Cookie Sales Turn 50
In 1984 Little Brownie Bakers marked the 50th anniversary of commercial cookie sales with a new cookie: Medallions.
Thirty-three years later, in 2017, Girl Scouts celebrated 100 years of cookie sales.
50 + 33 = 83?
Maybe the Math Whiz badge needs to return.
Teen Uniforms Take Preppy Turn
New uniforms for Cadettes and Seniors (no Ambassadors until 2008) were introduced in 1980. For the first time, both levels shared the same skirt, pants, vest, and sash. They were distinguished by plaid blouses. The Cadette plaid was predominantly green, the Seniors blue. Catalogs described the green pieces as “apple green,” but it was more like Girl Scout guacamole.
I Earned the Gold Award
The Gold Award was introduced in 1980 as the highest award available to Girl Scouts. I volunteered at my local council office, and they handed me the guidelines. Staff said, “We know you’re going to earn it. We’re also going to send every question about the process to you.”
I earned my Gold Award in 1983. Today, I am still mentoring future golden girls as a member of my council’s Gold Award Panel.
The 1960s began with a bang, as the Girl Scouts celebrated its 50th birthday in 1962.
One year later, the organization dramatically reimagined age levels, badges, and more. The Intermediate age level split into Juniors and Cadettes in 1963. Intermediate level badges were divided between the two groups, with green borders for Juniors and gold borders for Cadettes.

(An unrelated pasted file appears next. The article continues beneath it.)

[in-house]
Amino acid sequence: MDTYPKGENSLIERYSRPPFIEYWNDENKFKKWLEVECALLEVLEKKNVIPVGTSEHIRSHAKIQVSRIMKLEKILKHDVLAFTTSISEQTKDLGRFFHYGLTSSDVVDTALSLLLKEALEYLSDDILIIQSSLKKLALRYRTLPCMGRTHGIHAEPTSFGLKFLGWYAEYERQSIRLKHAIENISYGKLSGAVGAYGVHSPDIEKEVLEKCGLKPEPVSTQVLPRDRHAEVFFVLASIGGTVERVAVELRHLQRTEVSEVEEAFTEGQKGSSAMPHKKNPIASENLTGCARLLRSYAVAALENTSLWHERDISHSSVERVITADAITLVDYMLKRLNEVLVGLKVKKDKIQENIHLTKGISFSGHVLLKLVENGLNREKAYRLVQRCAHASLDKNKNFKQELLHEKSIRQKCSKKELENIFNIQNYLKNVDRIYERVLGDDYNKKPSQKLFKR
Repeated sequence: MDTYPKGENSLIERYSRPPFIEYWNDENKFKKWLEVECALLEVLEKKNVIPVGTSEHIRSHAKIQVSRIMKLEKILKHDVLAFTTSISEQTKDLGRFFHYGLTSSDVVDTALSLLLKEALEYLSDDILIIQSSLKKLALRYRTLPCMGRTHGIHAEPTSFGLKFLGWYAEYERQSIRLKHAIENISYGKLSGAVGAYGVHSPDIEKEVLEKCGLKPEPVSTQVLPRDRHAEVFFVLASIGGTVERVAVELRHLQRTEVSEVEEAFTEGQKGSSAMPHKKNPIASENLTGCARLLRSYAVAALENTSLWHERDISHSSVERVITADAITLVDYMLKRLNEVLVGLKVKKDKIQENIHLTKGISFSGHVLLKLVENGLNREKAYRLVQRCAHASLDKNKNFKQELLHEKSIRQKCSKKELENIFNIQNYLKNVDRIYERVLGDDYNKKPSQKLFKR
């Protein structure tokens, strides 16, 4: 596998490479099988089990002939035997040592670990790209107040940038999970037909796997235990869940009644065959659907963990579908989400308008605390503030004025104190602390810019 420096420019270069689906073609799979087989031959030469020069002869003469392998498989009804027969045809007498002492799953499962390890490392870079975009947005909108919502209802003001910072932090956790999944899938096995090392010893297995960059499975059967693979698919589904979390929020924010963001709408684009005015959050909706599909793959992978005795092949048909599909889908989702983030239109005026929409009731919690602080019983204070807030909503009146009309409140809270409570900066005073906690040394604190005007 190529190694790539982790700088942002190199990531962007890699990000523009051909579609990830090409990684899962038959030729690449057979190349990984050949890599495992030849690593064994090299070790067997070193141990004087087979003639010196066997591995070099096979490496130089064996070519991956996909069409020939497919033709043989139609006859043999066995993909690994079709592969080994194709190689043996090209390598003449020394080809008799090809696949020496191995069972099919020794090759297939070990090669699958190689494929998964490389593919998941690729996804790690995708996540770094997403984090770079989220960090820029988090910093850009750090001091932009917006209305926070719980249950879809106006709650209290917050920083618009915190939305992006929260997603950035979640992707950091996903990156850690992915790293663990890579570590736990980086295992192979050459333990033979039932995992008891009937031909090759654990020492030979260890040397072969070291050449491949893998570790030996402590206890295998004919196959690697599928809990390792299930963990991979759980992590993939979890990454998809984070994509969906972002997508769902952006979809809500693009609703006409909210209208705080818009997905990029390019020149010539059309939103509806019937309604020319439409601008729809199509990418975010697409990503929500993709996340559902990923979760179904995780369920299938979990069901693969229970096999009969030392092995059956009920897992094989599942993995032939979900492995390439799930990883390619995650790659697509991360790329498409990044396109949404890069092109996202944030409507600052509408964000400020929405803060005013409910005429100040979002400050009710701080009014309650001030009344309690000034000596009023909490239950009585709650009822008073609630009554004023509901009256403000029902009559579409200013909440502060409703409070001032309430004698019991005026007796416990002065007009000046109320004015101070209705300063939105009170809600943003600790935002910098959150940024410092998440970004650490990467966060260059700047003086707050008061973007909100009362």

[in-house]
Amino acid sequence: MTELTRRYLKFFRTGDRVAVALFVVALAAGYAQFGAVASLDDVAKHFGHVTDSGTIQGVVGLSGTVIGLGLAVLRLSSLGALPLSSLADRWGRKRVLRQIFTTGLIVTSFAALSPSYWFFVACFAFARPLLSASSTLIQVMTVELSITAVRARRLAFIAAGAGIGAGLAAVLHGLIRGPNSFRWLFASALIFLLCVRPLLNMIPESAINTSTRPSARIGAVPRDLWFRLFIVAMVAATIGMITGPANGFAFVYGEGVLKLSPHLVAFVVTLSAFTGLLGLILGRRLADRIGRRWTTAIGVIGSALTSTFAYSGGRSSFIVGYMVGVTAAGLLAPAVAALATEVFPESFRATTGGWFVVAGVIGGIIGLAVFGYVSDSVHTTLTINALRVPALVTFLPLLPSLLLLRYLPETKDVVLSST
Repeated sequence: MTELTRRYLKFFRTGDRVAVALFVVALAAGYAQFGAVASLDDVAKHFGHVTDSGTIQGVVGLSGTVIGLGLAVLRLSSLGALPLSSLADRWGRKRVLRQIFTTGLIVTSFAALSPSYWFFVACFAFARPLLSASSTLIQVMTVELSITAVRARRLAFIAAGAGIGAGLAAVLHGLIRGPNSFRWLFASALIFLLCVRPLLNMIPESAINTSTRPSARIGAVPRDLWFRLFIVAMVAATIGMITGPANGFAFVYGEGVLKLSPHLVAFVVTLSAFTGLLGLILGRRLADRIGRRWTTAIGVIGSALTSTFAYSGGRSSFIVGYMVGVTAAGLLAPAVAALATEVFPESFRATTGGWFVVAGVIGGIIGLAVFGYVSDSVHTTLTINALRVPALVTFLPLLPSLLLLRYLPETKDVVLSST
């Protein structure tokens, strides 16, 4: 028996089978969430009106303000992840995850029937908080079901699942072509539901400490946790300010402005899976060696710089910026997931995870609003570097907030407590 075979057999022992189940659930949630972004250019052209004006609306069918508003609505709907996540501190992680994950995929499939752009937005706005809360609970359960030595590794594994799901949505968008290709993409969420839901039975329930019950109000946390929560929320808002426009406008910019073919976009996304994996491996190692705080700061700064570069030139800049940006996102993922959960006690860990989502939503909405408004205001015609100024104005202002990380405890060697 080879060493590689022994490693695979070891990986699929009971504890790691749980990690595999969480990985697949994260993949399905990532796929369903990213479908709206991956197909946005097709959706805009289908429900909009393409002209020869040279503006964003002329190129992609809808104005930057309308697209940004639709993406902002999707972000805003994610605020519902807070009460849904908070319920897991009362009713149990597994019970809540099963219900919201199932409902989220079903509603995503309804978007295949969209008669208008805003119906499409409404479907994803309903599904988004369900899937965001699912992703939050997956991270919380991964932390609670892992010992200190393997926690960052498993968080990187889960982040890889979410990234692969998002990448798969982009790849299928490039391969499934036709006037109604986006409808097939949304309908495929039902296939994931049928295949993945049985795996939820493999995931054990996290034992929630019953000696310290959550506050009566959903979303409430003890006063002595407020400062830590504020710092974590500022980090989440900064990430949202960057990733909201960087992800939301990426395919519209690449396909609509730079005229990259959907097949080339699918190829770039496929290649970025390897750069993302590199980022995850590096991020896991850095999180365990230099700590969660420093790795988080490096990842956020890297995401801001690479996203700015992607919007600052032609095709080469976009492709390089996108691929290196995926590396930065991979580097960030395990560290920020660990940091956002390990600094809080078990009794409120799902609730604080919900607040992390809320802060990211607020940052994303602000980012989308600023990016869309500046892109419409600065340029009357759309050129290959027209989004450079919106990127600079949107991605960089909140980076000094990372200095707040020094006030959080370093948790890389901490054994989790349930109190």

For the first time in history, new handbooks for all levels were released at the same time. The new books featured a consistent design and were small enough to comfortably fit in a girl’s hand. (A second new-handbooks-for-everyone release came in 2011 with the current Girl’s Guide to Girl Scouting, which are the size of the average Daisy.)
Also in 1963, the small councils and Lone Troops in the greater Washington region combined to form the Girl Scout Council of the Nation’s Capital. The council grew again in 2006 and 2009, adding Frederick County, Maryland, and parts of West Virginia and western Maryland.
Travel opportunities flourished, as well. In 1968, GSUSA purchased 15,000 acres of rugged land in Wyoming to create the first Girl Scout National Center west of the Mississippi River. National Center West hosted thousands of girls for primitive camping, archaeology studies, and horseback opportunities until it closed in 1989.
The World Association for Girl Guides and Girl Scouts opened a fourth world center, Sangam, in Pune, India, in 1966. Traveling troops now had an Asian destination in addition to Our Chalet (Switzerland), Olave House (London), and Our Cabana (Mexico).
The 1969 National Council Session in Seattle, Washington, established the priorities for the 1970s. These included remaining a uniformed movement, creating a membership that reflected society, updating the Promise and Laws, and eliminating prejudice. The Council also approved an increase in annual membership dues, from $1 to $2.
The Girl Scouts received a Congressional charter in 1950 and a new name. “Girl Scouts of the United States of America” replaced the “Girl Scouts, Inc.” that had been used since 1915.